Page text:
Taking Vauquois

…up until 7:40 a.m. when the rolling barrage ceased, we can follow Private Potts’s movement across the battlefield.

The Fog of War

Scrawling in a notepad, the commander tears the sheet, folds it, and thrusts it into the runner’s hands.

“Potts, take this message to brigade. Tell them we need artillery now. Go!”

Night Attack

“Let him lie in an artillery shower all night, if you must. But do not disturb a soldier’s sleep, sir, with your orders that change from one minute to the next!”

Montrebeau Wood

By morning’s end, the intermingled 137th and 139th regiments gained 500 meters and dug in before Montrebeau Wood. Through the woods and German machine-gun nests and sniper fire, the men fought in the afternoon.

Encounter at Creek’s Edge 

“When I asked him [Grandpa Ben] if he killed anyone, this is what he told me…”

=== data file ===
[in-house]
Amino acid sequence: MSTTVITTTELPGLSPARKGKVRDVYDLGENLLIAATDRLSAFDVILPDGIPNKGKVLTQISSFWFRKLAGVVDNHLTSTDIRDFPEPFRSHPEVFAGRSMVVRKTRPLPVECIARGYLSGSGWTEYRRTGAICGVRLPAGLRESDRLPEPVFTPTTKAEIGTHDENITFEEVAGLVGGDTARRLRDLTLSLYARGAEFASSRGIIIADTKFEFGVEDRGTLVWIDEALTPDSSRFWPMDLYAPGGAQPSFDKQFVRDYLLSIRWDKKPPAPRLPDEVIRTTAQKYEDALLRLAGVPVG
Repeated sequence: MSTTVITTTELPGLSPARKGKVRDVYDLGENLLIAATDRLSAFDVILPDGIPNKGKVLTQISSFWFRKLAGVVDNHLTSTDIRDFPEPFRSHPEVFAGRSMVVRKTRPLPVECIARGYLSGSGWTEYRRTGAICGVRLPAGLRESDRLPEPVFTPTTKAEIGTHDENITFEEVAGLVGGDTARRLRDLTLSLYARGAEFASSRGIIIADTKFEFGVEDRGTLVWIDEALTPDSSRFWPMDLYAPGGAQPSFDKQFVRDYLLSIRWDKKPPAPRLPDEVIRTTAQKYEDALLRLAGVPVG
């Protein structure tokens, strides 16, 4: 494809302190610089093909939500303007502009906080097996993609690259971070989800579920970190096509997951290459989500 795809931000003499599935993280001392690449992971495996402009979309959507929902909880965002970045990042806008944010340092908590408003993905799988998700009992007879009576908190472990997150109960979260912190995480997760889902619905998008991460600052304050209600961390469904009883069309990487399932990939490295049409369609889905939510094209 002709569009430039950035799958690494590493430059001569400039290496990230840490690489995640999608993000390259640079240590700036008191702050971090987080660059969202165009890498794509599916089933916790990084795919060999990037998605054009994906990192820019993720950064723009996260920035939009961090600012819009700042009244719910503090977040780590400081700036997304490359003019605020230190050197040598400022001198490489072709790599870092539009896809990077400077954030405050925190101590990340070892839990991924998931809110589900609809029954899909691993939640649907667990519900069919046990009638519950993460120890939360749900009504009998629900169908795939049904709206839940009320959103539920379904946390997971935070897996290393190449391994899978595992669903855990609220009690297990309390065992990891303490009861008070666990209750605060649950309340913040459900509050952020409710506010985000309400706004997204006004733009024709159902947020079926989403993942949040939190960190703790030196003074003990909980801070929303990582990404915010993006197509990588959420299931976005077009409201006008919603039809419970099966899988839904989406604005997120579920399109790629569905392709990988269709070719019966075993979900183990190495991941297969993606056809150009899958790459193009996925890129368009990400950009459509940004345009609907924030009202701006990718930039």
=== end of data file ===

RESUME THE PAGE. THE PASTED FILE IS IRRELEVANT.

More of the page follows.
Charge to Exermont

As the men would destroy one machine-gun nest, other enemy gun crews were setting up on both sides of their skirmish line.

Clyde Brake Boards the Leviathan

In the morning of April 6, 1917, the day the US declared war on the German Empire, American army troops seized the Vaterlund at its mooring in the Hoboken harbor.

The Engineers’ Line

When the digging was done, they dropped into the trenches, exchanged shovels for rifles, and pointed them north.

Next date:

October 7—Roy Albert Buried Alive!

Choose your own path...


The Engineers’ Line

September 30, 1918, what was left of the 35th Division lay in defensive positions built by the 110th Engineers the previous day. These were a long series of short, shallow trenches, not man-height but deeper than a foxhole, from which the troops might repulse a counterattack. The division would lay here throughout the day, under continuing shell fire.

During the first three days of the advance, the 110th Engineer Regiment’s job was to build and repair roads for horse-drawn vehicles, which brought ammunition, rations, and equipment from the rear. Behind the front lines, the engineers filled a noncombatant role.

At 10:00 p.m. September 28, by order of General Traub, the 110th Engineers were made division reserve, therefore, combatants, and equipped with rifles, ammunition, and grenades.